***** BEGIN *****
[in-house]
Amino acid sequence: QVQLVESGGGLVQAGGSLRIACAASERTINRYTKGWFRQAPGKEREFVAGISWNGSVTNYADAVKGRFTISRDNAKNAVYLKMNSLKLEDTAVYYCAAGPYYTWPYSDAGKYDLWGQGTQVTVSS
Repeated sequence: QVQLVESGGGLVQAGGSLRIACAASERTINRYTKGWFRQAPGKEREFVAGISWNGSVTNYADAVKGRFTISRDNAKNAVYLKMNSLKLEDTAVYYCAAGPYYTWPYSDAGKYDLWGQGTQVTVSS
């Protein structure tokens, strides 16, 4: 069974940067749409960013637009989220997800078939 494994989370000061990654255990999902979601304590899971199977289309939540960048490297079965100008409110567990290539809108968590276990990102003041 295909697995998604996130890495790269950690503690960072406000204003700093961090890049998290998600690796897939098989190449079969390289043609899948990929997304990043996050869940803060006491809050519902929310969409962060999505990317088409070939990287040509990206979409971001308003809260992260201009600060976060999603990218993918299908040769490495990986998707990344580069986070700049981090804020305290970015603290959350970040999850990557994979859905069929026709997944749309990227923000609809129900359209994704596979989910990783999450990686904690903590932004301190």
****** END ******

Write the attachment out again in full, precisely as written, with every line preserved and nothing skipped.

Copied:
[in-house]
Amino acid sequence: QVQLVESGGGLVQAGGSLRIACAASERTINRYTKGWFRQAPGKEREFVAGISWNGSVTNYADAVKGRFTISRDNAKNAVYLKMNSLKLEDTAVYYCAAGPYYTWPYSDAGKYDLWGQGTQVTVSS
Repeated sequence: QVQLVESGGGLVQAGGSLRIACAASERTINRYTKGWFRQAPGKEREFVAGISWNGSVTNYADAVKGRFTISRDNAKNAVYLKMNSLKLEDTAVYYCAAGPYYTWPYSDAGKYDLWGQGTQVTVSS
């Protein structure tokens, strides 16, 4: 069974940067749409960013637009989220997800078939 494994989370000061990654255990999902979601304590899971199977289309939540960048490297079965100008409110567990290539809108968590276990990102003041 295909697995998604996130890495790269950690503690960072406000204003700093961090890049998290998600690796897939098989190449079969390289043609899948990929997304990043996050869940803060006491809050519902929310969409962060999505990317088409070939990287040509990206979409971001308003809260992260201009600060976060999603990218993918299908040769490495990986998707990344580069986070700049981090804020305290970015603290959350970040999850990557994979859905069929026709997944749309990227923000609809129900359209994704596979989910990783999450990686904690903590932004301190």